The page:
Addiction: Not Just a Problem for Young People
by Sara Stringer
When we think of addiction, we typically view it as a young person’s problem. And while it’s true that addiction is common in teens and young adults, this disease affects older individuals in staggering numbers. In fact, according to the National Institute of Health, substance abuse among the elderly is one of the fastest growing health problems in the country today.
With those statistics, it’s likely that many of us are faced with the addiction of a parent or grandparent, and we may be wondering how we can help. Keep reading to find out how.
Addiction Among the Elderly
Among older adults, the most common types of addiction include alcoholism and prescription drug abuse. Affecting about 17% of the elderly population, addiction to alcohol or prescription drugs is often associated with emergency room visits, hospital admissions and trips to psychiatric facilities. Other disturbing facts concerning substance abuse in the elderly include the following:
- 2.5 million older adults suffer from addiction to drugs or alcohol.
- Widowers age 75 and over have the highest rates of alcoholism in the nation.
- Elderly individuals are hospitalized as a result of substance abuse as often as they are for heart attacks.
- Nearly half of all nursing home residents suffer from alcoholism.
- Each year, nearly 17 million tranquilizer drugs are prescribed to elderly Americans.
As for the causes of addiction in the elderly, there are a variety of factors that contribute to substance abuse. For example, many older individuals use drugs or alcohol as a means of numbing feelings of loss or loneliness, as well as self-medicating the symptoms of depression, anxiety and mental illness. What’s more, since older individuals are prescribed drugs for valid physical and psychological ailments, addiction can occur through no fault of their own.
Recognizing Addiction in the Elderly
Since many of the signs of substance abuse can mimic the signs of getting older, identifying addiction can be difficult. However, when it comes to drug or alcohol abuse, the following signs are telling:
- Increasing worries about alcohol or drugs, including running out of prescription medications.
- Lying about, or hiding the evidence of, drinking or drug use.
- Withdrawal symptoms in the absence of drugs or alcohol. These can include shakiness or tremors, aches and pains, irritability, chills, insomnia, runny nose, nausea and vomiting.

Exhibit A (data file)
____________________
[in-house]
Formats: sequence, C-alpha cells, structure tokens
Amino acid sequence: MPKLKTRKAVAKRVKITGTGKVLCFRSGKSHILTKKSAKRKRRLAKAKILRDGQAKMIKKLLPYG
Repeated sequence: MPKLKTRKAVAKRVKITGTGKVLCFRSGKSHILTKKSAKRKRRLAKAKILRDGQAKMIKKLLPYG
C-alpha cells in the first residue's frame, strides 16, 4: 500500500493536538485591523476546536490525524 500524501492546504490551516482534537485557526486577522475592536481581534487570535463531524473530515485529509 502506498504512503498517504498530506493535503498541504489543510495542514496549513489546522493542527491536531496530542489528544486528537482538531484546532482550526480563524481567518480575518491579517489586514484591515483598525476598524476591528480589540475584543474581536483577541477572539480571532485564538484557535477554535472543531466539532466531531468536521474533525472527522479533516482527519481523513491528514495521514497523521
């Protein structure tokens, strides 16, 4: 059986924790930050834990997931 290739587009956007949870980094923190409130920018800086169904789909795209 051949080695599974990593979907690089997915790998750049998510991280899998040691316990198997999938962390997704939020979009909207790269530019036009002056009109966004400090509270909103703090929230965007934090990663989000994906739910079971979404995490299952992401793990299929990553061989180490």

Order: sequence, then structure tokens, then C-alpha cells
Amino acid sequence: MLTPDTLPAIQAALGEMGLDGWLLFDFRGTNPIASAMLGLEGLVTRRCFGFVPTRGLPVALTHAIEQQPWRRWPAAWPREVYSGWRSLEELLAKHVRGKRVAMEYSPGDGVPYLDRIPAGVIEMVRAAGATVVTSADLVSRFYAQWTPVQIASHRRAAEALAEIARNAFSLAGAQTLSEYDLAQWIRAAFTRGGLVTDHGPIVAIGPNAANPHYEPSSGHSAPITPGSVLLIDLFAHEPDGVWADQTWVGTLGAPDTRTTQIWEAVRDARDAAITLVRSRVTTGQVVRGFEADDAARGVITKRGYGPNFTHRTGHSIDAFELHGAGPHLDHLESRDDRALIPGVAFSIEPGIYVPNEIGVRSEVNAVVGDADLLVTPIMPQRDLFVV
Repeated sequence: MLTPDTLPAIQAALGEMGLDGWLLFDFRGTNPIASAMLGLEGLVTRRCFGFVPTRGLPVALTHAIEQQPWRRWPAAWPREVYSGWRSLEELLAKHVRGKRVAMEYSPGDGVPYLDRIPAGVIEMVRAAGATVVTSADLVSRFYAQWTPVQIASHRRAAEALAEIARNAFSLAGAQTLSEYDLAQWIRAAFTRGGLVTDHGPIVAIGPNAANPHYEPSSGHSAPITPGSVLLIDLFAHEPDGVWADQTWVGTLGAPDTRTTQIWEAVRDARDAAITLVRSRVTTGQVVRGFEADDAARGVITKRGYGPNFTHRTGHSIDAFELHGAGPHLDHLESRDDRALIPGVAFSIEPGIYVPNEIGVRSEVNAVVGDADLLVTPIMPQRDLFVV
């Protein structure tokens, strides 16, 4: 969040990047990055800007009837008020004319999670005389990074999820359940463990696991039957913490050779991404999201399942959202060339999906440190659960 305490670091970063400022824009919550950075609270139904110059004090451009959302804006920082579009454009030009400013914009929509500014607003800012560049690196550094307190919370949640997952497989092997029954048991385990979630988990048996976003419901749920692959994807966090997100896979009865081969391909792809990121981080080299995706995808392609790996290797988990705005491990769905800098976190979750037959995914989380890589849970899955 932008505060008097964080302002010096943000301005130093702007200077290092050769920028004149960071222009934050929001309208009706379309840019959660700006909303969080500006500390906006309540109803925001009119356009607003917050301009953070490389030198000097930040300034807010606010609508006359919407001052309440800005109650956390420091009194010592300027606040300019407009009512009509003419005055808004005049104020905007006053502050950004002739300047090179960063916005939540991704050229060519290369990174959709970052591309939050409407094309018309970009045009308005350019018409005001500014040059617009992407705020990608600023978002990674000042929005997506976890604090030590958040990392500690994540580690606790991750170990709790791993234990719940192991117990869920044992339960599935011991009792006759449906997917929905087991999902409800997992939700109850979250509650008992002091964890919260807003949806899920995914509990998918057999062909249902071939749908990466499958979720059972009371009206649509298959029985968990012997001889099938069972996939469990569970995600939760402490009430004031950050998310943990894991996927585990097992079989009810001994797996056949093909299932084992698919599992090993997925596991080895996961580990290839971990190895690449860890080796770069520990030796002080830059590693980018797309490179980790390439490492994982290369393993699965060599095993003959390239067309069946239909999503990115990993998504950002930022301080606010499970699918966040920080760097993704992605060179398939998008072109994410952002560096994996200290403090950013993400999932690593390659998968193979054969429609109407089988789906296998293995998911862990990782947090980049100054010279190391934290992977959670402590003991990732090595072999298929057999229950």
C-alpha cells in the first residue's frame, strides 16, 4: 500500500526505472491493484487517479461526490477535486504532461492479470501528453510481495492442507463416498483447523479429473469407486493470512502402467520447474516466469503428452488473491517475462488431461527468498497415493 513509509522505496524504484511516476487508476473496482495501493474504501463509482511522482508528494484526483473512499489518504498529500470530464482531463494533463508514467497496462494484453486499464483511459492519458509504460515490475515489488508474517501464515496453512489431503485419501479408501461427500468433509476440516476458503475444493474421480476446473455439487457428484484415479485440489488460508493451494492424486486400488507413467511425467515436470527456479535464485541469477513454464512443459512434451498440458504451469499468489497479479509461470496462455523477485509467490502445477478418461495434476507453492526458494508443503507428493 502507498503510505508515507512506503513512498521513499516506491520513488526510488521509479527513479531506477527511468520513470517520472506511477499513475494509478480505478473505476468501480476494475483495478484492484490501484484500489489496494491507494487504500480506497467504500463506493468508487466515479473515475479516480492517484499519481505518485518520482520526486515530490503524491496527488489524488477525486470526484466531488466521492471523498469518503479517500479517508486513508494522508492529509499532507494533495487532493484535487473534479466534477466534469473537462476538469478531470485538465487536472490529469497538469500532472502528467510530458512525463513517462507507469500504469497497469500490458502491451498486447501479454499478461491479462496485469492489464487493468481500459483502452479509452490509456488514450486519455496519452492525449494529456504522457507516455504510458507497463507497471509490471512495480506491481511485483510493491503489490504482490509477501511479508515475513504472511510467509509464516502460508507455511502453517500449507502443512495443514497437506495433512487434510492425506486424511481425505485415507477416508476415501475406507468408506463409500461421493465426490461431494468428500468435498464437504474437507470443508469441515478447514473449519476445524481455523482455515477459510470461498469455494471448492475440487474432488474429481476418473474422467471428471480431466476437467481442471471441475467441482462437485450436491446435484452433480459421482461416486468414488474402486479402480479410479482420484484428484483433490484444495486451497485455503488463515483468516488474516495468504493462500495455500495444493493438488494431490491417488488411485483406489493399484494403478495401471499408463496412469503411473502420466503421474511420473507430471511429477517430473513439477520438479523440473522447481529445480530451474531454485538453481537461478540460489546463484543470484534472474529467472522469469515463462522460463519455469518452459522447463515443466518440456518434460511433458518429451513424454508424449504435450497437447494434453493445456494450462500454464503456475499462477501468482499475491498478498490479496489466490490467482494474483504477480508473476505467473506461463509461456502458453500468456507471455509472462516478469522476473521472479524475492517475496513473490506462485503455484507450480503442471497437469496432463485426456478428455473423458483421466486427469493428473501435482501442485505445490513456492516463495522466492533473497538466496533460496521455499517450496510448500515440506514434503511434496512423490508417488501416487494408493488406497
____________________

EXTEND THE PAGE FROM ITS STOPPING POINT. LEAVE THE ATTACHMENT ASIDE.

- Complaints of physical ailments with no evidence of injury or illness.
- Unexplained bruises, repeated falls, black outs, etc.
- Signs of intoxication, including slurred speech, stumbling, smelling of alcohol, bloodshot eyes, etc.
- Irritability or discomfort when the topic of substance abuse is approached.
- Frequent trips to doctors with the intent of obtaining prescription drugs.
- Obtaining drugs illegally.
How You Can Help
If you spot the signs of addiction in an elderly friend or loved one, there are several ways you can help. For example, tips like the following can be beneficial in talking to your loved one about addiction, and suggesting the treatment they need to achieve sobriety, improve health and enhance quality of life:
- Discuss addiction and rehabilitation. Sit down with your elderly loved one and voice your concerns. Avoid pushiness or judgmental language, and offer your complete support in helping them beat substance abuse and addiction.
- Know your options. Since older adults have special needs, know your options regarding treatment. Before considering a particular facility, make sure your loved one will be safe and properly cared for throughout their recovery.
- Enlist help. When encouraging treatment to an elderly loved one, enlist the help of trusted friends and family members. If the older adult in question feels love and support from several people, they may be more likely to agree to treatment.
Addiction is a powerful disease that knows no age limits. And though many older individuals suffer its effects, the tips provided here can help you spot the signs of substance abuse, and get your loved one the treatment necessary to achieving and maintaining sobriety.
About the Author
Sara Stringer is freelance writer who enjoys writing about natural health alternatives. In her spare time, she enjoys maintaining an active lifestyle through swimming and practicing yoga.
Related: Medical Detox Program